For the one who begins to move beyond the confidences and naïve securities of humanistic achievement to stand face to face with the icon,
As soon as he enters a church he is immediately arrested and surrounded by a true and vibrant reverence for God and divine things. On account of his joy it seems to him—and he is convinced of it—that he is no longer standing in an earthly church, but that he had entered the upper Jerusalem, and that he is in that glory where the supremely praised and glorified King is hymned by myriads upon myriads of divine angels 
Surrounded by the faces of the saints, including the living icons all around us, who are re-membered in love forever by Christ who is our life, let us go with Him to Jerusalem and discover the great mystery of how His love transforms death into life.
Come all ye faithful, let us venerate Christ’s holy resurrection, for behold, through the cross joy has come into all the world. Ever blessing the Lord, let us praise His Resurrection, for by enduring the cross for us, He has destroyed death by death. 
The icons tell us that Christ our Bridegroom wishes to meet us face to Face in Communion. As we walk the path to meet Him during this Holy Week, let us respond to their entreaties and approach the Lord in fear, faith and love. Knowing that He has already met us in the place of our greatest shame of unworthyness and now calls us by name, seeking to raise us from the grave clothes of our helplessness in the face of certain death, let us place our hope in Him rather than in ourselves.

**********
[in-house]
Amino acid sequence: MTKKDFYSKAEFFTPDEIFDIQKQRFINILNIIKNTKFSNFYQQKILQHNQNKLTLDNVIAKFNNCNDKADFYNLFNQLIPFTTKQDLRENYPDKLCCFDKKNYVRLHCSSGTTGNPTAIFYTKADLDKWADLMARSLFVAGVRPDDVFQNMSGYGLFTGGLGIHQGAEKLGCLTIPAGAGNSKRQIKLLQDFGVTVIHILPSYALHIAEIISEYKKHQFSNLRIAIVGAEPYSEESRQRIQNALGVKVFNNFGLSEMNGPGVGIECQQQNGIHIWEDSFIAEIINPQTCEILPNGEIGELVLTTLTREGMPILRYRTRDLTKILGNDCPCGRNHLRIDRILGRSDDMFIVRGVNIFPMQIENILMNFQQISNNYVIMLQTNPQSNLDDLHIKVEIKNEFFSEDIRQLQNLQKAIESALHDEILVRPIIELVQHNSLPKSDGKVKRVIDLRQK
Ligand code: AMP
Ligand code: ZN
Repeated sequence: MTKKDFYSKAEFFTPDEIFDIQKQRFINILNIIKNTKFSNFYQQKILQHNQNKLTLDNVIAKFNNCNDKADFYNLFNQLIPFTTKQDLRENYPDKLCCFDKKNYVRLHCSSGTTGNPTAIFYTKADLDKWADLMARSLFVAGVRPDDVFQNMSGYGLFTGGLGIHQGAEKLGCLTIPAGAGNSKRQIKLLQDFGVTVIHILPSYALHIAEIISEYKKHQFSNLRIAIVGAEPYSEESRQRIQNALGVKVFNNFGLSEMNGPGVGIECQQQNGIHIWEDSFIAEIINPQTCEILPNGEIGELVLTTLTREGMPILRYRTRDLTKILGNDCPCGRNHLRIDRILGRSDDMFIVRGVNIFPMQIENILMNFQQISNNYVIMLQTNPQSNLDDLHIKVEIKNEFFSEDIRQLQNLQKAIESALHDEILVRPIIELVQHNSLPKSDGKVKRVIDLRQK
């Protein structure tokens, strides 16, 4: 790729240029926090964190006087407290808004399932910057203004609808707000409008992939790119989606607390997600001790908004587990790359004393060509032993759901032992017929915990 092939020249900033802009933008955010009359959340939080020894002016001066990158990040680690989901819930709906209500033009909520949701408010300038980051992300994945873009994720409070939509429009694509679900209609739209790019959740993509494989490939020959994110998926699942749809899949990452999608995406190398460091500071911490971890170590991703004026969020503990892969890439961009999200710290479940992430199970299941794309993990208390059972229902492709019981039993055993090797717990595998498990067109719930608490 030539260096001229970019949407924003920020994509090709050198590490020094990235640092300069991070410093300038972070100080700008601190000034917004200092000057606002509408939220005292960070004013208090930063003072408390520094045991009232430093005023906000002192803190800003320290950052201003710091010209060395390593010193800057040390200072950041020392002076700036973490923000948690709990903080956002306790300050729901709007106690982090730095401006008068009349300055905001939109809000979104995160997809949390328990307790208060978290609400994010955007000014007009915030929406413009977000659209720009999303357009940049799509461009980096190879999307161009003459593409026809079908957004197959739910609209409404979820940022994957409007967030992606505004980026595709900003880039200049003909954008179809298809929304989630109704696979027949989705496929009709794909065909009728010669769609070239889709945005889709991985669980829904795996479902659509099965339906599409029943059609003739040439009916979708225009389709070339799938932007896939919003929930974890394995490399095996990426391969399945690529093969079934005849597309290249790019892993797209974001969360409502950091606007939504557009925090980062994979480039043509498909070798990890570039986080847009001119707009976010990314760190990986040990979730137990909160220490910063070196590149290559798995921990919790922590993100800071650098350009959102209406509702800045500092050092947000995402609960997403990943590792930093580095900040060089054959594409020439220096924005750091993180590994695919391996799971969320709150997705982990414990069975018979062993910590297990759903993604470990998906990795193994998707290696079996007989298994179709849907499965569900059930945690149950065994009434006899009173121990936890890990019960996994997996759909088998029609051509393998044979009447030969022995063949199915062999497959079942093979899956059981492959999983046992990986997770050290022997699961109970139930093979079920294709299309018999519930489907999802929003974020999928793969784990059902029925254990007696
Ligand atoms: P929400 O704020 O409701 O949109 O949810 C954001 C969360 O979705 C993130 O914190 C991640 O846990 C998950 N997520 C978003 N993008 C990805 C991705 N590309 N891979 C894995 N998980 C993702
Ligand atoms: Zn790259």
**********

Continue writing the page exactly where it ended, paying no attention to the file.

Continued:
Rev. 21:4
 Jn. 1:39.
 Metallinos, G. The Way: An Introduction to the Christian Faith. From Chapter 11 “Faith and Science as a Theological Problem, http://impantokratoros.gr/6072C7D8.en.aspx, downloaded 1-18-2016.
 Homily 14 The Ascetical Homilies of St. Isaac the Syrian, Boston, MA: Holy Transfiguration Monastery, 2011 pp. 201-202.
 Sophrony, A. On Prayer, Crestwood, NY: St. Vladimir’s Seminary Press, 1996, p. 139.
 anonymous, The Watchful Mind: Teachings on the Prayer of the Heart, (trans. by George Dokos), Yonkers, NY: St. Vladimir’s Seminary Press, 2014,p. 39
 From Orthros of Resurrection and the priestly prayers at the Holy Altar during the Divine Liturgy